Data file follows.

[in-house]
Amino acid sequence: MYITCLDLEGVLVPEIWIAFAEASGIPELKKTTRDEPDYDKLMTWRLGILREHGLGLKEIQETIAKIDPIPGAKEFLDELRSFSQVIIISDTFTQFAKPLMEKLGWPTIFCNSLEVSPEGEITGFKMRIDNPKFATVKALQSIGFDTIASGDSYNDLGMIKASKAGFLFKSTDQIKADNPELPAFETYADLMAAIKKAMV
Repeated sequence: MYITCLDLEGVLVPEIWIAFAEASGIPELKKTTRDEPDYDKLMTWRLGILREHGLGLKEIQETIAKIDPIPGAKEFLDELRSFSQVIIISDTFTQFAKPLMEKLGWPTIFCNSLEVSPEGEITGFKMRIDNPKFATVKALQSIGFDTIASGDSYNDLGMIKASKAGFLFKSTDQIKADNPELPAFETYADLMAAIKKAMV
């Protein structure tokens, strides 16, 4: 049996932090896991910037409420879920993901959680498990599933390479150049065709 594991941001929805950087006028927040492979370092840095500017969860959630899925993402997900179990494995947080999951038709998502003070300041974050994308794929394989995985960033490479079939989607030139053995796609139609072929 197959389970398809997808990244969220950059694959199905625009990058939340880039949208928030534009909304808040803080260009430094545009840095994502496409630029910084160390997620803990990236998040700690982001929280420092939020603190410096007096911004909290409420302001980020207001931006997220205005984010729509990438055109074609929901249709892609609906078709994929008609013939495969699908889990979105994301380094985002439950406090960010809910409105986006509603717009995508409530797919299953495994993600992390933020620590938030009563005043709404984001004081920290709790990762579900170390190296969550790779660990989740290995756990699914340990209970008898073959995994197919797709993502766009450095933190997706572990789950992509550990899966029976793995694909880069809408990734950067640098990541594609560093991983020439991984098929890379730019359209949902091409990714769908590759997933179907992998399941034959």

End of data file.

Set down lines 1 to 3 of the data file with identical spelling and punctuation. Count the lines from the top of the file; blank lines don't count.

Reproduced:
[in-house]
Amino acid sequence: MYITCLDLEGVLVPEIWIAFAEASGIPELKKTTRDEPDYDKLMTWRLGILREHGLGLKEIQETIAKIDPIPGAKEFLDELRSFSQVIIISDTFTQFAKPLMEKLGWPTIFCNSLEVSPEGEITGFKMRIDNPKFATVKALQSIGFDTIASGDSYNDLGMIKASKAGFLFKSTDQIKADNPELPAFETYADLMAAIKKAMV
Repeated sequence: MYITCLDLEGVLVPEIWIAFAEASGIPELKKTTRDEPDYDKLMTWRLGILREHGLGLKEIQETIAKIDPIPGAKEFLDELRSFSQVIIISDTFTQFAKPLMEKLGWPTIFCNSLEVSPEGEITGFKMRIDNPKFATVKALQSIGFDTIASGDSYNDLGMIKASKAGFLFKSTDQIKADNPELPAFETYADLMAAIKKAMV